The purpose of this study is to evaluate the development of a one-week screening campaign and efforts towards the implementation of a sustainable system that addresses cervical cancer in Mwanza, Tanzania with a screen-and-treat model utilizing visual inspection of the cervix with acetic acid (VIA) and cryotherapy.METHODS:
In partnership with CureCervicalCancer (CCC), a nonprofit organization based in Los Angeles, California, 11 medical students at the University of California, Irvine School of Medicine established a model for sustainable HPV screening practices in Mwanza, Tanzania. This study both quantitatively and qualitatively assesses the successes and limitations of the program model.RESULTS:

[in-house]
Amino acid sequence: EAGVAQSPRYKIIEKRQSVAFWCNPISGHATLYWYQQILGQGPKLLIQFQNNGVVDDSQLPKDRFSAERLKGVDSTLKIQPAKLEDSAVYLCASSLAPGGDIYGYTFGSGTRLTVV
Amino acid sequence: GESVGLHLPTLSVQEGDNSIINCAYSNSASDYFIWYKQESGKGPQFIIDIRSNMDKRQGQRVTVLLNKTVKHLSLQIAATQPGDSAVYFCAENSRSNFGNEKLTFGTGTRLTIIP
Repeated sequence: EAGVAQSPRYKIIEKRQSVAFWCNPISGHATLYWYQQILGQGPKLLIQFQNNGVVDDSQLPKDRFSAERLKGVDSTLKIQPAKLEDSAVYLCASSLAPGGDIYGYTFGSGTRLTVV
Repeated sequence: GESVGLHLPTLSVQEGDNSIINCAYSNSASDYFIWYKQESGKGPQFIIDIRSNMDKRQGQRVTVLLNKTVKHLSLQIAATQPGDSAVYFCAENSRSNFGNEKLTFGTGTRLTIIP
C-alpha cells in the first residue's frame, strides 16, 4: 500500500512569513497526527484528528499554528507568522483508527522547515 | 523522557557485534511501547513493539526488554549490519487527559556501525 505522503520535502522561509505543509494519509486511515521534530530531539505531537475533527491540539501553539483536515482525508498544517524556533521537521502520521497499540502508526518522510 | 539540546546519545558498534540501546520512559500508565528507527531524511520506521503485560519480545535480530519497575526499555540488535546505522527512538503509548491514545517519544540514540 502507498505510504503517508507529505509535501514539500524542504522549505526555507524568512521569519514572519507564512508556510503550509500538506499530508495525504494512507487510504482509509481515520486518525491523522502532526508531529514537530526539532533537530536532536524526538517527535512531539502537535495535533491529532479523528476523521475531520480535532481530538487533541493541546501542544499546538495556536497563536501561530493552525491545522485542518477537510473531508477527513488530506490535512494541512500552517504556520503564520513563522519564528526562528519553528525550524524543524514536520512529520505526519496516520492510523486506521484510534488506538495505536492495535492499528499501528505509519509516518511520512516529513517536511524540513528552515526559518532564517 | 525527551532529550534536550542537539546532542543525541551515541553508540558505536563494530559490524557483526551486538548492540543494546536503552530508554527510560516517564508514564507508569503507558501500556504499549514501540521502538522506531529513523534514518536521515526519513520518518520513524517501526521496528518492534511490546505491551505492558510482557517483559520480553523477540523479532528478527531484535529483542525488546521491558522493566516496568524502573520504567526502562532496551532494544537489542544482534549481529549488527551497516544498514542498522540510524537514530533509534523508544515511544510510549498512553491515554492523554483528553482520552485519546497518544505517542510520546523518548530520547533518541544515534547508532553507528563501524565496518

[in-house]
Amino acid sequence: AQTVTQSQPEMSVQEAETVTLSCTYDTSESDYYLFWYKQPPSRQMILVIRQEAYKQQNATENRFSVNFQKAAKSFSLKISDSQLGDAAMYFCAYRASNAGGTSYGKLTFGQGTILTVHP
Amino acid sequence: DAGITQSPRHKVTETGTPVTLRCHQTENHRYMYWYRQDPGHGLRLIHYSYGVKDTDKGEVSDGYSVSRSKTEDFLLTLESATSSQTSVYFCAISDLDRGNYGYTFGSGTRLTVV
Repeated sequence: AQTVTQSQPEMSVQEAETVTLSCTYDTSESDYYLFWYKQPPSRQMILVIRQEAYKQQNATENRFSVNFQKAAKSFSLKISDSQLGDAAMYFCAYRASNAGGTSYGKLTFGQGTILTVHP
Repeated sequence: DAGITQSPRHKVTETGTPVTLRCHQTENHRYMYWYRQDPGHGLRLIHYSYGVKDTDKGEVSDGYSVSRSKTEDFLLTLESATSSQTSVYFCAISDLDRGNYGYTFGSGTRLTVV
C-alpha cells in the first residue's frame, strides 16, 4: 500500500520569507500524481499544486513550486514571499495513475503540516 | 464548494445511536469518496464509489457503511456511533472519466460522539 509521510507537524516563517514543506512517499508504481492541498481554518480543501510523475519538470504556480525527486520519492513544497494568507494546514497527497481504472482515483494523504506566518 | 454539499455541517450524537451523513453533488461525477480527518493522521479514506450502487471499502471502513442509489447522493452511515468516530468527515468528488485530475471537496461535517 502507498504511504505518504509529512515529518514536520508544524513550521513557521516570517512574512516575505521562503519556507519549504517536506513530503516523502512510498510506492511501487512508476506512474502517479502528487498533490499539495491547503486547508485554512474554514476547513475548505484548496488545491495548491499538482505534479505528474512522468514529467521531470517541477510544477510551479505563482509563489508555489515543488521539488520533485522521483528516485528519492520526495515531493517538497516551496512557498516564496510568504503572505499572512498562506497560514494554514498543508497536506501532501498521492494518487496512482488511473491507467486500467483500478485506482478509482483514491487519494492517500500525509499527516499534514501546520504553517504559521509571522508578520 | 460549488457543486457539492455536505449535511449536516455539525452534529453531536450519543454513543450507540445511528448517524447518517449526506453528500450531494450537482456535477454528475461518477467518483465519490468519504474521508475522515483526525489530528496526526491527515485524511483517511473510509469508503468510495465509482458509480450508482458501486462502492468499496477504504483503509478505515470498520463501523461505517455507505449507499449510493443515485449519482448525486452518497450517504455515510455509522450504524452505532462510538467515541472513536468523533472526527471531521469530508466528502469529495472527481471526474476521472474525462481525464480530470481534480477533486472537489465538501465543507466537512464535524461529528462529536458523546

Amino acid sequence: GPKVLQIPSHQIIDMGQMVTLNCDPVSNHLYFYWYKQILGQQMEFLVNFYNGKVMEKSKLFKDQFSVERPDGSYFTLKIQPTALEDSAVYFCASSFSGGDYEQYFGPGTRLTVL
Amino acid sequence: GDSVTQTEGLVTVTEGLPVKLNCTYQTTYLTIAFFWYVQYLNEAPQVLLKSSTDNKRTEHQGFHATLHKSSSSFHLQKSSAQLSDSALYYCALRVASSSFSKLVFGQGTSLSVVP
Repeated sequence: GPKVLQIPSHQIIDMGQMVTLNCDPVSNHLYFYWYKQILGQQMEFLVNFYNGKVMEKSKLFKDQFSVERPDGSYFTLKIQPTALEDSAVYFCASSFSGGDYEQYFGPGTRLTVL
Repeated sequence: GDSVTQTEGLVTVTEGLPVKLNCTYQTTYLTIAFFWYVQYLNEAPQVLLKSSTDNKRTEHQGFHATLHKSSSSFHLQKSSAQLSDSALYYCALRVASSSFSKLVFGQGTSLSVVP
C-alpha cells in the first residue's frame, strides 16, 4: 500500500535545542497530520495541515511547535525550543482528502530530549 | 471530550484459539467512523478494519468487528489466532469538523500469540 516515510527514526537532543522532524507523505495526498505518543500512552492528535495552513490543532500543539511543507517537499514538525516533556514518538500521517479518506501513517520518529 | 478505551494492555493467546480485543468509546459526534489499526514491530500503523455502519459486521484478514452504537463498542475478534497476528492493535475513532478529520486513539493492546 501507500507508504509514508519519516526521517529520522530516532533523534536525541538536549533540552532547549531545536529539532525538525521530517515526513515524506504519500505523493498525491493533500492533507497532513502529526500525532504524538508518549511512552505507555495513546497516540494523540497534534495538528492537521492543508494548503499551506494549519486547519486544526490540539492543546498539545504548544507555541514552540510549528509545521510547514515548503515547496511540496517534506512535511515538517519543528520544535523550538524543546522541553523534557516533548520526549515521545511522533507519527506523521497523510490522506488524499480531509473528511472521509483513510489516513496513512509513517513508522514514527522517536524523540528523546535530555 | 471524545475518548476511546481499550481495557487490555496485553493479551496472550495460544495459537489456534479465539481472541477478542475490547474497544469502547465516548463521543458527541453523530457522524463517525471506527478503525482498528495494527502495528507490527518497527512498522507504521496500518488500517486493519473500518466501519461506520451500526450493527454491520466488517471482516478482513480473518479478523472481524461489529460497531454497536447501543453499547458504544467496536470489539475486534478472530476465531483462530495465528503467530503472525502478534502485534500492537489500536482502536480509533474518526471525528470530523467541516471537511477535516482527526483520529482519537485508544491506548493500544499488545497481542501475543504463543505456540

During the 5-day training, a total of 614 women attended the screenings and 556 women were screened with VIA, of which 10.6% (n=59) were VIA positive and 89.4% (n=499) were VIA negative. Of those who for VIA positive, 83.1% (n=49) received cryotherapy while 16.9% (n=10) did not due to suspicions for advanced cancer (n=7), refusal to receive cryotherapy (n=2), or pregnancy (n=1).CONCLUSION:
The screen-and-treat model for the identification and treatment of pre-cancerous cervical lesions is an effective public health intervention with potential to impact women by both providing the tools and education needed by local healthcare professionals. However, limitations common to resource-poor settings such as continuity of funding, loss to follow-up, and transportation costs, remain barriers to sustainability.